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Rome and her rats are at the point of battle,
Enter CAIUS MARCIUS. · Mar. Thanks.-What's the matter, you dissentious
rogues, That rubbing the poor itch of your opinion, Make yourselves scabs ? i Cit.
We have ever your good word. Mar. He that will give good words to thee, will
flatter Beneath abhorring-What would you have, you curs, That like nor peace, nor war? the one affrights you, The other makes you proud. He that trusts you, Where he should find you lions, finds you hares ; Where foxes, geese : You are no surer, no, Than is the coal of fire upon the ice, Or hailstone in the sun. Your virtue is, To make him worthy, whose offence subdues him, And curse that justice did it. Who deserves ́great
ness, Deserves your hate : and your affections A sick man's appetite, who desires most that Which would increase his evil. He that depends Upon your favours, swims with fins of lead, And hews down oaks with rushes. Hang ye! Trust ye!
you do change a mind; And call him noble, that was now your hate, Him vile, that was your garland. What's the matter, That in these several places of the city You cry against the noble senate, who,
Under the gods, keep you in awe, which else
Men. For corn at their own rates; whereof, they say,
Hang 'em! They say?
Men. Nay, these are almost thoroughly persuaded ;
the other 'troop ?
They are dissolved : Hang 'em !
9 Pity, compassion.
Heap of dead.
(To break the heart of generosity,
What is granted them?
This is strange. Mar. Go, get you home, you fragments !
Enter a Messenger. Mess. Where's Caius Marcius ? Mar.
Here : What's the matter? Mess. The news is, sir, the Volces are in arms. Mar. I am glad on't; then we shall have means to
vent Our musty superfluity: See, our best elders. Enter COMINIUS, Titus LARTIUS, and other Sena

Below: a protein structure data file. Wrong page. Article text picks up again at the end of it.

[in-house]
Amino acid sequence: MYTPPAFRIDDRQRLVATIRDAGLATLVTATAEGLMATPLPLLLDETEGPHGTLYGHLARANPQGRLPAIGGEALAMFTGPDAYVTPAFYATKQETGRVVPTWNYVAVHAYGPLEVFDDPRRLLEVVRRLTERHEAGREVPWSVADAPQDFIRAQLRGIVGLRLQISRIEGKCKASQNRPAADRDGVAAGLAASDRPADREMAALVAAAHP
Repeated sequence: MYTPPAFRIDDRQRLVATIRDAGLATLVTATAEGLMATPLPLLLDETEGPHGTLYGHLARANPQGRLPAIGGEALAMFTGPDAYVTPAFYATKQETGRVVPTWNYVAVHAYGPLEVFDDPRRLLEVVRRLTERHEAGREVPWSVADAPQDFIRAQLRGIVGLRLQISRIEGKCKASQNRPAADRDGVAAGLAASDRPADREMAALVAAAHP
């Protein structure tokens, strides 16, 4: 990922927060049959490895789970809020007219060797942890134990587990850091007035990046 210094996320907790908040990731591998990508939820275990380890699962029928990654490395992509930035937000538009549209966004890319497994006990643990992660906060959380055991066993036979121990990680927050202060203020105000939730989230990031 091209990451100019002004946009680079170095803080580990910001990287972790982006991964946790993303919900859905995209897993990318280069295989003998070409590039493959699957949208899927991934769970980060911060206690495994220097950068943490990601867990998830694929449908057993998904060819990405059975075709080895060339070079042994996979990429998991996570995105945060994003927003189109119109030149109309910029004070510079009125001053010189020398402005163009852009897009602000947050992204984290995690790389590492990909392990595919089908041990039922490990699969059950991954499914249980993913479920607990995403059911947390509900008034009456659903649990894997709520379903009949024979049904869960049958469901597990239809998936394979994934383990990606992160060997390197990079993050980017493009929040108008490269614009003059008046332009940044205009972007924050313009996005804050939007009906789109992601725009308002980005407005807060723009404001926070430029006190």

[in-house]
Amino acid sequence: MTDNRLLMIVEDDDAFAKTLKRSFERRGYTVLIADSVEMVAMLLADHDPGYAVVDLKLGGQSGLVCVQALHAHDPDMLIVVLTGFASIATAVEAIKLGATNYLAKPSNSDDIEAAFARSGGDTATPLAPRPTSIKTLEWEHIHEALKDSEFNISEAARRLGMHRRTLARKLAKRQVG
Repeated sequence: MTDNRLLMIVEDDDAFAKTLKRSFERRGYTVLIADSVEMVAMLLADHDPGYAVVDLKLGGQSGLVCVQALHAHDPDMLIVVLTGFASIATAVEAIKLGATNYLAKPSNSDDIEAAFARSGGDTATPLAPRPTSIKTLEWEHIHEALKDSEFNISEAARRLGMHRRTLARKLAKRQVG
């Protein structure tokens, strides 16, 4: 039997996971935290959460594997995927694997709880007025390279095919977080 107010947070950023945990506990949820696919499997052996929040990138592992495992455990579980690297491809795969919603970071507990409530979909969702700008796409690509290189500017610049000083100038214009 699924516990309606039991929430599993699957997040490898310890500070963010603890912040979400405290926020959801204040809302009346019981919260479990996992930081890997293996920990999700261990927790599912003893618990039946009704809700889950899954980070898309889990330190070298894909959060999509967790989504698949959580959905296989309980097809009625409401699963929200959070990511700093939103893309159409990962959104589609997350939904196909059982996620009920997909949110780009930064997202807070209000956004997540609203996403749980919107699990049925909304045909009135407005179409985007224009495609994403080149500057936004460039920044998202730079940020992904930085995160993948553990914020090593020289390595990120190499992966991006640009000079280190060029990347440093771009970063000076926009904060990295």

tors; JUNIUS BRUTUS, and SICINIUS VELUTUS, 1 Sen, Marcius, 'tis true, that you have lately told
The Volces are in arms.
They have a leader,
3 Faction 4 For insurgents to debate upon.
And were I any thing but what I am,
You have fought together. Mar. Were half to half the world by the ears, and
he Upon my party, I'd revolt, to make Only my wars with him : he is a lion That I am proud to hunt. 1 Sen.
Then, worthy Marcius, Attend
Cominius to these wars.
Sir, it is;
No, Caius Marcius;
0, true bred! i Sen. Your company to the Capitol; where, I
Lead you on :
Noble Lartius! 1 Sen. Hence! To your homes, be gone.
[To the Citizens. Mar,
Nay, let them follow : The Volces have much corn; 'take these rats thither, To gnaw their garners :-Worshipful mutineers,
s Right worthy of precedence.
Your valour puts? well forth: pray, follow. [Exeunt Senators, Com. MAR. Tir. and ME
Citizens steal away. Sic. Was ever man so proud as is this Marcius? Bru. He has no equal. Sic. When we were chosen tribunes for the peo
ple, Bru. Mark'd you his lip, and eyes? Sic.
Nay, but his taunts. Bru. Being mov'd, he will not spare to gird: the
gods. Sic. Be-mock the modest moon.
Bru. The present wars devour him: he is grown
Such a nature,
Fame, at the which he aims,
Besides, if things go well,
7 Shows itself. 8 Sneer. , Demerits and merits had anciently the same meaning.